When sin entered the world, mankind had done countless attempts of ‘starting over again with God,’ including the sacrificing of animals, the observation of rituals, and the strict adherence to the laws. But no matter how good they were in these acts of atonement, they would always fall back to sin (remember the Pharisees?). Why was it this way?
There Your Heart Will Be Also
My short answer to this would be that starting over is not a matter of the mind or the hand; it is a matter of the heart. Matthew 6:21 tells us that “For where your treasure is, there your heart will be also.”
What we do is based on what we value, and what we value holds our deepest desires and intentions behind everything we do.
So why do you want to start over? Is it because you want to go back into having some sort of “control”? Is it because you want to go back into living a comfortable life?
You will never be able to really start over if the goal isn’t to restore our relationship with God. If the measures that we take do not lead back to Him, then no amount of apologies, compensation, prayer, good works, or surrendering will matter (Isaiah 64:6).
We go back, once again, to under-performing (I’m too unworthy) or over-performing (I’m the only one worthy) as a means to gain God’s grace. In the process, we become the savior and get the glory. Everything then becomes a bandaid solution to our real problem of sin.
But, if you really want to start over in life, start with God.
Come and Have Breakfast
I can’t think of another person in the Bible who needed to hit the start over button as badly as Peter did. He was considered one of Jesus’ closest friends, and also the guy who rejected Jesus the moment he was in trouble with the authorities (Luke 22:56-62).
One could only imagine the shame, regret, and humiliation that Peter felt when Jesus appeared to all their friends after he resurrected (John 20) or how many “I should’ve known better’s” and “I shouldn’t have done’s” had circulated his head. But this is also where we find the most beautiful thing about God. He loved Peter so much that He didn’t want His story with Peter to end this way.
In the next chapter, Peter goes off to fish with his friends. They went fishing all night but caught nothing. Then they heard a voice from the shore that called out to them, “Cast the net on the right side of the boat, and you will find some.” Following the voice’s instruction, they caught an incredible amount of fish. That’s when John told them, “It is the Lord!”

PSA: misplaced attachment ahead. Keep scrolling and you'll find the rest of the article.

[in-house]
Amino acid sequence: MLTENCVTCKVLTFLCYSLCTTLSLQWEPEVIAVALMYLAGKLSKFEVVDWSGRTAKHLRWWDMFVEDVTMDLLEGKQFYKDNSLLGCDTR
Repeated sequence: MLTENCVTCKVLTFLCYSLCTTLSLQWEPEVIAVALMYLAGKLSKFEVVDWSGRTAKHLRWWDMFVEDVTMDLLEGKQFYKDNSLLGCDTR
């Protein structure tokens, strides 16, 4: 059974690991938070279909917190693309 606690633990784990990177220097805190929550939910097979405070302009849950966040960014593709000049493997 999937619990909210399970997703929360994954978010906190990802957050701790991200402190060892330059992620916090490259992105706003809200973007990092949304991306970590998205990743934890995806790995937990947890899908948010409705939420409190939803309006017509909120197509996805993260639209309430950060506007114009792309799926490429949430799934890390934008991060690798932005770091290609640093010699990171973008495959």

Peter was on it. He put on his clothes, jumped out of the boat, and swam his way to meet with Jesus. But when they all got to land, they discovered that Jesus already had some fish being cooked on charcoal. Then Jesus said (quite strangely), “Bring some of the fish that you have just caught. Come and have breakfast.”
After breakfast, Jesus asks Peter three times, “do you love me?” Scholars believed that this was symbolic of how Jesus restored the three times that Peter denied him. Following this, he told Peter, “Follow me.”
One pattern seems to emerge from what transpires between Jesus and Peter in John 21: Jesus initiates, Peter follows. This is the same with us and God: He initiates, we follow. It is no wonder that Peter wrote this later in 1 Peter 5:10,
…the God of all grace, who has called you to his eternal glory in Christ, will himself restore, confirm, strengthen, and establish you.
Fall and Rise
We can never get to the point of repentance on our own. We can never surrender ourselves and our plans to God on our own. Like how Pastor Michael Paderes once said, “We don’t want to be self-restored, self-confirmed, self-strengthened, and self-established. We want God to be the one to restore, confirm, strengthen, and establish us.”
God initiates all of that through His Spirit in us, we just have to follow and obey. Isn’t this the best way to start over?
If this plot sounds familiar, it’s because this love story is thousands of years old. At the same time, if this plot feels new to you, it’s because this is our on-going story with a God who plans to restore us, over and over again, back to Him.
…the righteous falls seven times and rises again.
So stand up and hold onto Him. Don’t give up on yourself because He hasn’t given up on you. You will fall, stumble, trip, mess up, and get hurt because He hasn’t yet come back to redeem this world. But until then, I want to encourage you that whenever you do all of that, let Him, over and over again, lead you out of darkness and into His marvelous light.